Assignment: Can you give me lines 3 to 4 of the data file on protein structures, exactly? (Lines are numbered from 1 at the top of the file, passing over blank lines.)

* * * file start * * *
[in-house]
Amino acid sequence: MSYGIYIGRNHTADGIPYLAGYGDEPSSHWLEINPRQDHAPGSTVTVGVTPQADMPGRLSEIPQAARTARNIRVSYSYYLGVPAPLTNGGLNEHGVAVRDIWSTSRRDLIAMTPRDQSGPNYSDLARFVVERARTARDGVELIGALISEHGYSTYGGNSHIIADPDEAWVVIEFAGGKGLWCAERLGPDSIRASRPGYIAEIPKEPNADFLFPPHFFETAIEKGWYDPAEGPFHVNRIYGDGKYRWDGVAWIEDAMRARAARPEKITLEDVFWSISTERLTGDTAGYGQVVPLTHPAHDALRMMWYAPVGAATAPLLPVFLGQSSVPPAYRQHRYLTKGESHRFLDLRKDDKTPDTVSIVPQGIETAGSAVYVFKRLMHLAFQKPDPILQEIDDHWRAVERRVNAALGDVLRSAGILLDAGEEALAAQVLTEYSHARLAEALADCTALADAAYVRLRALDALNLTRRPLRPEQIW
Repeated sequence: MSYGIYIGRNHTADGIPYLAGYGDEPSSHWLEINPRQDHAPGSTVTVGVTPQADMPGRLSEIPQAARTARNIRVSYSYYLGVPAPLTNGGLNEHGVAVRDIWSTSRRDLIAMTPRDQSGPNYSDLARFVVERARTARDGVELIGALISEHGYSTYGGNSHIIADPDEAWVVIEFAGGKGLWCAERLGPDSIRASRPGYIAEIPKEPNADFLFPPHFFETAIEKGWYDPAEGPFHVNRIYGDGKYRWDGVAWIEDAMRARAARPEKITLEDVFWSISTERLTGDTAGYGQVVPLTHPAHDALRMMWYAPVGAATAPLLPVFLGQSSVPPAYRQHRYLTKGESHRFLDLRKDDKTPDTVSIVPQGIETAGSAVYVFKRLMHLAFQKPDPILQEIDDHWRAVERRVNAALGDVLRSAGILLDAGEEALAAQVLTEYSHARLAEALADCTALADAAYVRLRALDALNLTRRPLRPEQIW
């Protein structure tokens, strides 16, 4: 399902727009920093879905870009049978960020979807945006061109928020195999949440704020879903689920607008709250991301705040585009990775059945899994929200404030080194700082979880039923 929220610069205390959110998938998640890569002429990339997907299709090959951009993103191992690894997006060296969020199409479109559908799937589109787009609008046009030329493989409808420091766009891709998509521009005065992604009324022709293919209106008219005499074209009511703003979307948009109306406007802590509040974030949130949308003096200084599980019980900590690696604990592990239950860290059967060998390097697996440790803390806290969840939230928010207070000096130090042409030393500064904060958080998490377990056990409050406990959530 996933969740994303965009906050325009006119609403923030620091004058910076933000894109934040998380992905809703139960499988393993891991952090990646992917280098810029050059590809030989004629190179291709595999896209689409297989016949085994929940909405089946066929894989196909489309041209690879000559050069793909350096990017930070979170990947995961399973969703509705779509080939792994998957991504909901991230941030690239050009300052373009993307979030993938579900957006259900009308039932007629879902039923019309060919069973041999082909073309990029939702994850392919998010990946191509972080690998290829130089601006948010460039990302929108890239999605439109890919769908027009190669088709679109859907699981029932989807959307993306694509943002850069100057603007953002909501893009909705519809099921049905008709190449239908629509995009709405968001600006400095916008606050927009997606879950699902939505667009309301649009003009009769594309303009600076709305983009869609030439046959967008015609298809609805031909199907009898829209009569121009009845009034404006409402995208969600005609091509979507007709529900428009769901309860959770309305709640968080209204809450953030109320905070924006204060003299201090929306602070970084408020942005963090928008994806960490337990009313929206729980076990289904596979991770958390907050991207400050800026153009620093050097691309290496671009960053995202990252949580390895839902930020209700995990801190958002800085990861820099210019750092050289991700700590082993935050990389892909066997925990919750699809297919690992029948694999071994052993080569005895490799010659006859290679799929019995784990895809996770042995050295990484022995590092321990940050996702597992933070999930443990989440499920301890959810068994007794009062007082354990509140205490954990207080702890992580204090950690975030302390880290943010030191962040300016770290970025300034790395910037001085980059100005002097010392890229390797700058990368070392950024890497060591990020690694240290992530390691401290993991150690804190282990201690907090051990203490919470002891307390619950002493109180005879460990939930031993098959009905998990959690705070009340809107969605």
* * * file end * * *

Repeated sequence: MSYGIYIGRNHTADGIPYLAGYGDEPSSHWLEINPRQDHAPGSTVTVGVTPQADMPGRLSEIPQAARTARNIRVSYSYYLGVPAPLTNGGLNEHGVAVRDIWSTSRRDLIAMTPRDQSGPNYSDLARFVVERARTARDGVELIGALISEHGYSTYGGNSHIIADPDEAWVVIEFAGGKGLWCAERLGPDSIRASRPGYIAEIPKEPNADFLFPPHFFETAIEKGWYDPAEGPFHVNRIYGDGKYRWDGVAWIEDAMRARAARPEKITLEDVFWSISTERLTGDTAGYGQVVPLTHPAHDALRMMWYAPVGAATAPLLPVFLGQSSVPPAYRQHRYLTKGESHRFLDLRKDDKTPDTVSIVPQGIETAGSAVYVFKRLMHLAFQKPDPILQEIDDHWRAVERRVNAALGDVLRSAGILLDAGEEALAAQVLTEYSHARLAEALADCTALADAAYVRLRALDALNLTRRPLRPEQIW
């Protein structure tokens, strides 16, 4: 399902727009920093879905870009049978960020979807945006061109928020195999949440704020879903689920607008709250991301705040585009990775059945899994929200404030080194700082979880039923 929220610069205390959110998938998640890569002429990339997907299709090959951009993103191992690894997006060296969020199409479109559908799937589109787009609008046009030329493989409808420091766009891709998509521009005065992604009324022709293919209106008219005499074209009511703003979307948009109306406007802590509040974030949130949308003096200084599980019980900590690696604990592990239950860290059967060998390097697996440790803390806290969840939230928010207070000096130090042409030393500064904060958080998490377990056990409050406990959530 996933969740994303965009906050325009006119609403923030620091004058910076933000894109934040998380992905809703139960499988393993891991952090990646992917280098810029050059590809030989004629190179291709595999896209689409297989016949085994929940909405089946066929894989196909489309041209690879000559050069793909350096990017930070979170990947995961399973969703509705779509080939792994998957991504909901991230941030690239050009300052373009993307979030993938579900957006259900009308039932007629879902039923019309060919069973041999082909073309990029939702994850392919998010990946191509972080690998290829130089601006948010460039990302929108890239999605439109890919769908027009190669088709679109859907699981029932989807959307993306694509943002850069100057603007953002909501893009909705519809099921049905008709190449239908629509995009709405968001600006400095916008606050927009997606879950699902939505667009309301649009003009009769594309303009600076709305983009869609030439046959967008015609298809609805031909199907009898829209009569121009009845009034404006409402995208969600005609091509979507007709529900428009769901309860959770309305709640968080209204809450953030109320905070924006204060003299201090929306602070970084408020942005963090928008994806960490337990009313929206729980076990289904596979991770958390907050991207400050800026153009620093050097691309290496671009960053995202990252949580390895839902930020209700995990801190958002800085990861820099210019750092050289991700700590082993935050990389892909066997925990919750699809297919690992029948694999071994052993080569005895490799010659006859290679799929019995784990895809996770042995050295990484022995590092321990940050996702597992933070999930443990989440499920301890959810068994007794009062007082354990509140205490954990207080702890992580204090950690975030302390880290943010030191962040300016770290970025300034790395910037001085980059100005002097010392890229390797700058990368070392950024890497060591990020690694240290992530390691401290993991150690804190282990201690907090051990203490919470002891307390619950002493109180005879460990939930031993098959009905998990959690705070009340809107969605």